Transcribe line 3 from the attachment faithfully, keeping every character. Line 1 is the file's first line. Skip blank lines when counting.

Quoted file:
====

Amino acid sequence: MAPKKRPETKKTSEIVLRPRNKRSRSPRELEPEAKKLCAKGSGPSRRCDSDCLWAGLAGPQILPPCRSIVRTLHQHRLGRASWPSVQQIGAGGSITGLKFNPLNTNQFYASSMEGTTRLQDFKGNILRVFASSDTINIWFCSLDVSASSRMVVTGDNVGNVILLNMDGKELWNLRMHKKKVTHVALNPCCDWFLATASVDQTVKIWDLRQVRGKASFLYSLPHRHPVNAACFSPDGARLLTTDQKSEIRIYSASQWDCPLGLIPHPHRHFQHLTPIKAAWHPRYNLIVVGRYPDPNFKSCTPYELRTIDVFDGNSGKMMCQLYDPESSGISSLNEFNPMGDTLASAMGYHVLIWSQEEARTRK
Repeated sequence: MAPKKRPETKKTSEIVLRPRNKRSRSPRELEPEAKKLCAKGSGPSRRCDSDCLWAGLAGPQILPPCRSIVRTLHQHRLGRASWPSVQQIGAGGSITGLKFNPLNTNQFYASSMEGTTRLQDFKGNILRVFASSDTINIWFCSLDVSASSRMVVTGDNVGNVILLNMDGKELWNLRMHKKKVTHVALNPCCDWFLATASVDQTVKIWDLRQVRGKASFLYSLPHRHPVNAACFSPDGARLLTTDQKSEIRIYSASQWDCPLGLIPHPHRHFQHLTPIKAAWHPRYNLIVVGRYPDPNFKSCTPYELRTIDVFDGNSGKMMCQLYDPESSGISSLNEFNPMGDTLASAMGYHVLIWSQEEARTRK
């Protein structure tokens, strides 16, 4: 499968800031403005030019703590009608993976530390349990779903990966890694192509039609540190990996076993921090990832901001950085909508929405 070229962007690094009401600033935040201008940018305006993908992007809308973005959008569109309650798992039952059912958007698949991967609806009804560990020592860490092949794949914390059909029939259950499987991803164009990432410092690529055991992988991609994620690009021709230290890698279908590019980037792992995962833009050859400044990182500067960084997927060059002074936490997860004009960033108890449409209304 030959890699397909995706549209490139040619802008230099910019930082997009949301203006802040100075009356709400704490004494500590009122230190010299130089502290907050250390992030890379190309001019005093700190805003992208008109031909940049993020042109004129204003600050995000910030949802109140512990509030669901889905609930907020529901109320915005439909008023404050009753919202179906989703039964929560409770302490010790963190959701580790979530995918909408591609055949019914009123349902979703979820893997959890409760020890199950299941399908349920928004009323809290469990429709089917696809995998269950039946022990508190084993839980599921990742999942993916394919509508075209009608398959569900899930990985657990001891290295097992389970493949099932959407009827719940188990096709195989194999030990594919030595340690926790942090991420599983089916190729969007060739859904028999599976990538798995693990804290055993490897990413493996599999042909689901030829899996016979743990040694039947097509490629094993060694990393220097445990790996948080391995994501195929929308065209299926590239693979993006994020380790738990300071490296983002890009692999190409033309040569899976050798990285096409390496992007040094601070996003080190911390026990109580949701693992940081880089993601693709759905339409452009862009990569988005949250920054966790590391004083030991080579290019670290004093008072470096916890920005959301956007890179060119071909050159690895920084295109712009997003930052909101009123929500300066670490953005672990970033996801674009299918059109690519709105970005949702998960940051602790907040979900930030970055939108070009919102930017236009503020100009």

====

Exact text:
């Protein structure tokens, strides 16, 4: 499968800031403005030019703590009608993976530390349990779903990966890694192509039609540190990996076993921090990832901001950085909508929405 070229962007690094009401600033935040201008940018305006993908992007809308973005959008569109309650798992039952059912958007698949991967609806009804560990020592860490092949794949914390059909029939259950499987991803164009990432410092690529055991992988991609994620690009021709230290890698279908590019980037792992995962833009050859400044990182500067960084997927060059002074936490997860004009960033108890449409209304 030959890699397909995706549209490139040619802008230099910019930082997009949301203006802040100075009356709400704490004494500590009122230190010299130089502290907050250390992030890379190309001019005093700190805003992208008109031909940049993020042109004129204003600050995000910030949802109140512990509030669901889905609930907020529901109320915005439909008023404050009753919202179906989703039964929560409770302490010790963190959701580790979530995918909408591609055949019914009123349902979703979820893997959890409760020890199950299941399908349920928004009323809290469990429709089917696809995998269950039946022990508190084993839980599921990742999942993916394919509508075209009608398959569900899930990985657990001891290295097992389970493949099932959407009827719940188990096709195989194999030990594919030595340690926790942090991420599983089916190729969007060739859904028999599976990538798995693990804290055993490897990413493996599999042909689901030829899996016979743990040694039947097509490629094993060694990393220097445990790996948080391995994501195929929308065209299926590239693979993006994020380790738990300071490296983002890009692999190409033309040569899976050798990285096409390496992007040094601070996003080190911390026990109580949701693992940081880089993601693709759905339409452009862009990569988005949250920054966790590391004083030991080579290019670290004093008072470096916890920005959301956007890179060119071909050159690895920084295109712009997003930052909101009123929500300066670490953005672990970033996801674009299918059109690519709105970005949702998960940051602790907040979900930030970055939108070009919102930017236009503020100009």